Compendium of the Study of Theology
Brill Archive, 1988 - 200 ページ
In Part I the author draws on classical authors to illustrate three causes of error in his time and underscores the need for an integral understanding of the signification of terms. In Part II he proposes six themes: a new classification of signs; a theory that common terms signify principally objects, not concepts; connotation as natural signification; common terms signifying an entity and a nonentity are equivocal; terms can lose their signification; a non-Aristotelian classification of equivocation in six modes. Bacon was a very original semanticist and some of his theories helped pave the way for Ockham a few decades later. This treatise opens many windows on to the debate on semantics in the late 13th century.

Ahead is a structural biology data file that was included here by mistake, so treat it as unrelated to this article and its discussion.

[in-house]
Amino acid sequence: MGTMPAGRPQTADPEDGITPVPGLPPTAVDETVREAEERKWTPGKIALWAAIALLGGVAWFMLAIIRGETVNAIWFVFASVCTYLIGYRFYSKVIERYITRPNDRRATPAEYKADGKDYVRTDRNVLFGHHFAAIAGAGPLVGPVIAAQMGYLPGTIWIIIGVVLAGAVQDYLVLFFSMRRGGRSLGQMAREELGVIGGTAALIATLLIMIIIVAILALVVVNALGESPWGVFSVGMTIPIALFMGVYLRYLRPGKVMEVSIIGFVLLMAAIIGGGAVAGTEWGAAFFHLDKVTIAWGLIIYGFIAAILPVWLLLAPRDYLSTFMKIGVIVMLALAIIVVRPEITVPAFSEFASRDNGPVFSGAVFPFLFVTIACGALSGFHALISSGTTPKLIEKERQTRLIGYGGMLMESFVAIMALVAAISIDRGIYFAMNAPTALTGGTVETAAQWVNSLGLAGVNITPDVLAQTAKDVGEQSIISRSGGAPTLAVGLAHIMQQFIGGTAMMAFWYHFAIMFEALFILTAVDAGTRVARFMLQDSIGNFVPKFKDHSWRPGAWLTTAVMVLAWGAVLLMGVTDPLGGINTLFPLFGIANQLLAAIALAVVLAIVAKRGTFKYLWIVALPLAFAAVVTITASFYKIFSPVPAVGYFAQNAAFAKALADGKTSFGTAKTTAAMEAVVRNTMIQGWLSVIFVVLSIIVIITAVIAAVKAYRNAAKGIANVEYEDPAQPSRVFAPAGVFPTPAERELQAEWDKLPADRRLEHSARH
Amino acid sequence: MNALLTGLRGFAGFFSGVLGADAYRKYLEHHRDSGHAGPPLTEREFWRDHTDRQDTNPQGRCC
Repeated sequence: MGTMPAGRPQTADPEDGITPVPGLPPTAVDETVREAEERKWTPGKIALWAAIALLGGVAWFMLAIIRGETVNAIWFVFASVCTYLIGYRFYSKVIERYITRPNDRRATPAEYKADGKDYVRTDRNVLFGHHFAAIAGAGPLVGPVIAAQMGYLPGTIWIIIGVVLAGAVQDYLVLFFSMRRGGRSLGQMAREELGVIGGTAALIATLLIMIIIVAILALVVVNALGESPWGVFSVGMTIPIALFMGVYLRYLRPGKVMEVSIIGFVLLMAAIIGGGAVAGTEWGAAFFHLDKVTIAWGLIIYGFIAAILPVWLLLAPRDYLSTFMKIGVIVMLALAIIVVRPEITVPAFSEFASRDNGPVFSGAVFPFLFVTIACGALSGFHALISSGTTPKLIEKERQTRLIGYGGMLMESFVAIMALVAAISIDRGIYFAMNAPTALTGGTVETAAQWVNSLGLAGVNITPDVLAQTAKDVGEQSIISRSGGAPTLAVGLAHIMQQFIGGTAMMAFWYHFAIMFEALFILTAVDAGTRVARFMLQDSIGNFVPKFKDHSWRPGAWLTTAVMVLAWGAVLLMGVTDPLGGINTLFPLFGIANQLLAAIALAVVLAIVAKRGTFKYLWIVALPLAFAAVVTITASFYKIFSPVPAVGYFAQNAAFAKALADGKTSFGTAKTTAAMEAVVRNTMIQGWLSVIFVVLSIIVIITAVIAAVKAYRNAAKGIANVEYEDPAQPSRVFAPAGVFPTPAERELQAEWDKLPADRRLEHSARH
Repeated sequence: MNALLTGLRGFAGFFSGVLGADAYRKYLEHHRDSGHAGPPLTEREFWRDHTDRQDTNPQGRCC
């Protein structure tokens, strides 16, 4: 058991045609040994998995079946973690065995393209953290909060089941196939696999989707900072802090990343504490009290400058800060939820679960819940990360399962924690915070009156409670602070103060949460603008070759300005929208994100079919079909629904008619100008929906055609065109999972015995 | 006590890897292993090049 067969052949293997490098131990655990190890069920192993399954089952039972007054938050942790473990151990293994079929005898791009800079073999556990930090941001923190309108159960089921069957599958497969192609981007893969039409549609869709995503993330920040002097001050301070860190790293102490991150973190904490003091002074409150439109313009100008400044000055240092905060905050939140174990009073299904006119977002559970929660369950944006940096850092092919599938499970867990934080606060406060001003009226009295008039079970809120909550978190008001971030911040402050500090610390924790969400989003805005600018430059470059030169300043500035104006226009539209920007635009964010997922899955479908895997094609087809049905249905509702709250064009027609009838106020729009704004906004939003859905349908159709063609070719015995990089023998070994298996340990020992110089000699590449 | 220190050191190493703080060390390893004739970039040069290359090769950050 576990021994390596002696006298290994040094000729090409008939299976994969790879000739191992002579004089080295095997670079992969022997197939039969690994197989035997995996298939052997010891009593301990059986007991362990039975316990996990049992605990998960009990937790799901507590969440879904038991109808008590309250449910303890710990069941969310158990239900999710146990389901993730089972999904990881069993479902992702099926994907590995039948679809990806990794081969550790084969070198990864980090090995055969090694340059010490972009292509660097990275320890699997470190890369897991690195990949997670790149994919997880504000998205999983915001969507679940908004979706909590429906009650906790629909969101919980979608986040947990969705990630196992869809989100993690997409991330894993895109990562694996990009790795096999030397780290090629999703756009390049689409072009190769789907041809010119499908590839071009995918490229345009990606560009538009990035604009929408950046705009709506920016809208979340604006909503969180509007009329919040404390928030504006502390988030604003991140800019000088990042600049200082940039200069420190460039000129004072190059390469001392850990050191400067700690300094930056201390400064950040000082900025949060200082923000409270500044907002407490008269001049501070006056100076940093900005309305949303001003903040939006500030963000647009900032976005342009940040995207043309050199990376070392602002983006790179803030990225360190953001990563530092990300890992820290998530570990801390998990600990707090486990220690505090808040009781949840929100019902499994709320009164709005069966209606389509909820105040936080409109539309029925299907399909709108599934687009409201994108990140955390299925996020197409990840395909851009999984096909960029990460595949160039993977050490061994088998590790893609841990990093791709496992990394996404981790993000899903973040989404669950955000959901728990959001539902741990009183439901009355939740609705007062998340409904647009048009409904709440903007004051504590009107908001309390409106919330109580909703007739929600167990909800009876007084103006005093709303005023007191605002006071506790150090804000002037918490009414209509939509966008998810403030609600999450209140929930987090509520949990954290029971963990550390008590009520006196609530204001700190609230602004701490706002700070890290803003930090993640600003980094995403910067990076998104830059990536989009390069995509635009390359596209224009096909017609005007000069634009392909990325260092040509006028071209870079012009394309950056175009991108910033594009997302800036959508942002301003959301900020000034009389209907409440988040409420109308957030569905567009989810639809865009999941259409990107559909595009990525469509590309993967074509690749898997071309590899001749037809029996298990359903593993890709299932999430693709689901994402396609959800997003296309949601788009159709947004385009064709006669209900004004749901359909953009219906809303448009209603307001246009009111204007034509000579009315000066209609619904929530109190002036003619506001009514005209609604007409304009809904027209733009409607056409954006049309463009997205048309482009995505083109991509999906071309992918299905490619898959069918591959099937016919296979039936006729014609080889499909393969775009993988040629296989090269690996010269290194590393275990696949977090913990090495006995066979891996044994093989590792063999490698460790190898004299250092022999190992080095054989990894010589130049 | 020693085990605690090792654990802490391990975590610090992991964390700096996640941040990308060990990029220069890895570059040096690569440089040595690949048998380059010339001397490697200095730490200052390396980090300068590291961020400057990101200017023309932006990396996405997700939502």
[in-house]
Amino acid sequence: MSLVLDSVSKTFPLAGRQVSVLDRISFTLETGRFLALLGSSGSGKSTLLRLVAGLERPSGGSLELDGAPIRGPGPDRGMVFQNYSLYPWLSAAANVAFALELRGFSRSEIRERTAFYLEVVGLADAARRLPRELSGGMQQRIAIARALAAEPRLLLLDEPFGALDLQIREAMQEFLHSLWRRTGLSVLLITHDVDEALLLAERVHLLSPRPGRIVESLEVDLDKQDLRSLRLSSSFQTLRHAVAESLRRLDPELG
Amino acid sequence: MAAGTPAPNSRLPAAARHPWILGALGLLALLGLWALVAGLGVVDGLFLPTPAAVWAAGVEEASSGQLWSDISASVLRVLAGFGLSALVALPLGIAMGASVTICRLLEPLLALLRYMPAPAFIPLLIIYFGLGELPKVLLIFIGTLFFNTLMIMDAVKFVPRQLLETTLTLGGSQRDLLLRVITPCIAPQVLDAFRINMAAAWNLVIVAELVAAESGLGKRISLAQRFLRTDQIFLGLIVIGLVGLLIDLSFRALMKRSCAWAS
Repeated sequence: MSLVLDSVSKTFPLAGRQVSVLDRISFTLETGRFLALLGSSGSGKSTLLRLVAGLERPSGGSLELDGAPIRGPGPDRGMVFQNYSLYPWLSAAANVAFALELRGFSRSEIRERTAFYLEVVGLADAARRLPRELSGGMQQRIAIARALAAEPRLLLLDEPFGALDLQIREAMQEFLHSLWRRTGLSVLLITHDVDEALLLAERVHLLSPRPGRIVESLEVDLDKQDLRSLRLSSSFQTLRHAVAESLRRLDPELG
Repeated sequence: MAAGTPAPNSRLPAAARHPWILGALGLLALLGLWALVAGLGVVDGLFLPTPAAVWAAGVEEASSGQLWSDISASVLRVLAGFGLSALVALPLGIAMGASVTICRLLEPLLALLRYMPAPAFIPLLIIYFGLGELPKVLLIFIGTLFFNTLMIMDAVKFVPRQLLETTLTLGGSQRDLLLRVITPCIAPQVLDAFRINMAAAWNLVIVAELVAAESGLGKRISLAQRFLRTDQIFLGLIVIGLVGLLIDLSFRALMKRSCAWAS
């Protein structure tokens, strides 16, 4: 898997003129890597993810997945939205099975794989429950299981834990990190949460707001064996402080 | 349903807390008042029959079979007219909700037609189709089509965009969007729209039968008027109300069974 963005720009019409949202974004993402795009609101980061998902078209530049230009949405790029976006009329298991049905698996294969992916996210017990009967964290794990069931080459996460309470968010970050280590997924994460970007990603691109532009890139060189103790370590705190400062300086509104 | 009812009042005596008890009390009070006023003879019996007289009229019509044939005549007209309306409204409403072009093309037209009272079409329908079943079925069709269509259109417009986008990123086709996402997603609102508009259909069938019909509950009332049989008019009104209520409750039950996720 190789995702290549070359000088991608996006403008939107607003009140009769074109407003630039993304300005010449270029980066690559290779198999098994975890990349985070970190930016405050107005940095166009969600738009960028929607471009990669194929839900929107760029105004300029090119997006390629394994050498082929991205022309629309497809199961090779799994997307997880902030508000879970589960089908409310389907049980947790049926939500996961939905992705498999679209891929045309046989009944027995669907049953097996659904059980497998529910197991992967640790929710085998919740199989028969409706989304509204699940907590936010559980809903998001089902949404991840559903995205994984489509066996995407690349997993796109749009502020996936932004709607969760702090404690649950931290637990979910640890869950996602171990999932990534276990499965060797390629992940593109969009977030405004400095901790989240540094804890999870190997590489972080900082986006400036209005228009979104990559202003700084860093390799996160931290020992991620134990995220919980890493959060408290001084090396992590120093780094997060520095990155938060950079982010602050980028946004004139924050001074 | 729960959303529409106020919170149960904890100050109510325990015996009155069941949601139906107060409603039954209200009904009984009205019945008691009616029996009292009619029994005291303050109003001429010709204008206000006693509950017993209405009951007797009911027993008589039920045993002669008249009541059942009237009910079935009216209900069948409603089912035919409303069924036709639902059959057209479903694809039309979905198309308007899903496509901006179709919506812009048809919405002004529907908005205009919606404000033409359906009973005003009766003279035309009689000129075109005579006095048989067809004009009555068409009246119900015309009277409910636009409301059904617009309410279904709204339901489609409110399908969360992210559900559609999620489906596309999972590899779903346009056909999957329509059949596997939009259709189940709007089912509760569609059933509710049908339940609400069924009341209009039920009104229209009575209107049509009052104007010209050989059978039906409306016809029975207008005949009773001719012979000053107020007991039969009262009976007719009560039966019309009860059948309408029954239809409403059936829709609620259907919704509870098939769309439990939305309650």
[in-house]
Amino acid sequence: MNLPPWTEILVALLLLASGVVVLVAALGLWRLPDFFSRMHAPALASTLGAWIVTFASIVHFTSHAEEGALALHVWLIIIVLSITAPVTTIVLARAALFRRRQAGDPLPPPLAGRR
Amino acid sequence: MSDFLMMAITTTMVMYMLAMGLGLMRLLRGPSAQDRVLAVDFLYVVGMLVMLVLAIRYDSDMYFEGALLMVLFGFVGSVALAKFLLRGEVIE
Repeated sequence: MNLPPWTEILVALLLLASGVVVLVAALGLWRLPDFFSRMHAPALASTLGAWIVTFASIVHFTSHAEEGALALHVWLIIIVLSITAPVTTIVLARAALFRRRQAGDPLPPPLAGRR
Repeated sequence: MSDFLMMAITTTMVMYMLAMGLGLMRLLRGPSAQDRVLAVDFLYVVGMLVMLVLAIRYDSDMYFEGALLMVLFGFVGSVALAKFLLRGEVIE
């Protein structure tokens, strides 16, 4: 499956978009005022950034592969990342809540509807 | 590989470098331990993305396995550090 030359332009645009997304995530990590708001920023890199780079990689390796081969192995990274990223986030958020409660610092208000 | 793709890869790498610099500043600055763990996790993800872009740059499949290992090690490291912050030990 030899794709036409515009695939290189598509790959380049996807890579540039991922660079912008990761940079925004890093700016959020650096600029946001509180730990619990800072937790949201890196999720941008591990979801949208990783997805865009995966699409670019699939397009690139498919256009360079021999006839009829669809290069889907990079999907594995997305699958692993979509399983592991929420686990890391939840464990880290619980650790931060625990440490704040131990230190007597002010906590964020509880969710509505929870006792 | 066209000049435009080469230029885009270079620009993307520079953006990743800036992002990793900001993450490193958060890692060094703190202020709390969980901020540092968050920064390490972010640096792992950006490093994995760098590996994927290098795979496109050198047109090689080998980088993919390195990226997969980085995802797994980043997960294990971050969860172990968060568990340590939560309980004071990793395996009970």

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aggregati aliquid anima argues Aristotle Aristotle's attribute Augustine Averroes Avicenna Boethius buba Caesar causa chapter Cicero composite connotation dicendum dicit dicitur Easton eius enim enti entity ergo essence essentia etiam exist expression forma genus haec homo ideo igitur imposed imposition impositionem inference libro licet Loeb Classical Library Logic matter medieval Metaphysica Metaphysics mode of equivocation modo natural sign naturali nihil nisi nomen nonentity notion objection Opera Opus maius oratio original sin Oxford parallel text patet Peter Lombard philosophy placitum potest predicated present Priscian proper Publilius Syrus quae quam quia quod reference relation Roger Bacon says secundum Semantics semiotics sense sicut sign at pleasure significat signification signifies at pleasure signum similiter soul species substance Sumule dialectices sunt supposition theory tamen term theology theory things tion transl translation Tullius univocally unum utterances vero vocal sound William Heinemann William of Sherwood